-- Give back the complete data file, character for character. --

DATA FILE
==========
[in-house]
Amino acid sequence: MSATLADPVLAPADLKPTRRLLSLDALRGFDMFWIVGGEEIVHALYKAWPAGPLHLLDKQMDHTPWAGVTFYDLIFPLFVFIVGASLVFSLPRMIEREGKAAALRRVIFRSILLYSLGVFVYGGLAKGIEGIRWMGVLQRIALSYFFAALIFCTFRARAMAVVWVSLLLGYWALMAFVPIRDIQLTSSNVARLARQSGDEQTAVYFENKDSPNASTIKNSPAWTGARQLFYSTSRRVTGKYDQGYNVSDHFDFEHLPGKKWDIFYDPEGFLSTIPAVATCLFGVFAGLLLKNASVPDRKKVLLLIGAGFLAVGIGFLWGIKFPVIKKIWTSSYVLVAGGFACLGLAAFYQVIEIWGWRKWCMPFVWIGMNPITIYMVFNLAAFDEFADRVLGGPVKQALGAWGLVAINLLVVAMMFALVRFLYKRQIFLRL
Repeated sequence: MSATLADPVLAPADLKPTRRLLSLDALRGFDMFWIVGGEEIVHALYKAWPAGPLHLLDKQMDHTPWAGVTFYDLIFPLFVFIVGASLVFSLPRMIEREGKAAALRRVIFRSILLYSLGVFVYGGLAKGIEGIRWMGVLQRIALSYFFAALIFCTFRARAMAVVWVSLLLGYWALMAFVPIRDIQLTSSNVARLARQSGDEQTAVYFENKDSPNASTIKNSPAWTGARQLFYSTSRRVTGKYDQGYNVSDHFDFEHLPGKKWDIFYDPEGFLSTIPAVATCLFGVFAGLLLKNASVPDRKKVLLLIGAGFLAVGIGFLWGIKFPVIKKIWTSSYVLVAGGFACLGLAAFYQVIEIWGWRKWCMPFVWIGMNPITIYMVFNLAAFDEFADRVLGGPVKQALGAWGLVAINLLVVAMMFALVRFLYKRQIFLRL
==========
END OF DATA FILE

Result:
[in-house]
Amino acid sequence: MSATLADPVLAPADLKPTRRLLSLDALRGFDMFWIVGGEEIVHALYKAWPAGPLHLLDKQMDHTPWAGVTFYDLIFPLFVFIVGASLVFSLPRMIEREGKAAALRRVIFRSILLYSLGVFVYGGLAKGIEGIRWMGVLQRIALSYFFAALIFCTFRARAMAVVWVSLLLGYWALMAFVPIRDIQLTSSNVARLARQSGDEQTAVYFENKDSPNASTIKNSPAWTGARQLFYSTSRRVTGKYDQGYNVSDHFDFEHLPGKKWDIFYDPEGFLSTIPAVATCLFGVFAGLLLKNASVPDRKKVLLLIGAGFLAVGIGFLWGIKFPVIKKIWTSSYVLVAGGFACLGLAAFYQVIEIWGWRKWCMPFVWIGMNPITIYMVFNLAAFDEFADRVLGGPVKQALGAWGLVAINLLVVAMMFALVRFLYKRQIFLRL
Repeated sequence: MSATLADPVLAPADLKPTRRLLSLDALRGFDMFWIVGGEEIVHALYKAWPAGPLHLLDKQMDHTPWAGVTFYDLIFPLFVFIVGASLVFSLPRMIEREGKAAALRRVIFRSILLYSLGVFVYGGLAKGIEGIRWMGVLQRIALSYFFAALIFCTFRARAMAVVWVSLLLGYWALMAFVPIRDIQLTSSNVARLARQSGDEQTAVYFENKDSPNASTIKNSPAWTGARQLFYSTSRRVTGKYDQGYNVSDHFDFEHLPGKKWDIFYDPEGFLSTIPAVATCLFGVFAGLLLKNASVPDRKKVLLLIGAGFLAVGIGFLWGIKFPVIKKIWTSSYVLVAGGFACLGLAAFYQVIEIWGWRKWCMPFVWIGMNPITIYMVFNLAAFDEFADRVLGGPVKQALGAWGLVAINLLVVAMMFALVRFLYKRQIFLRL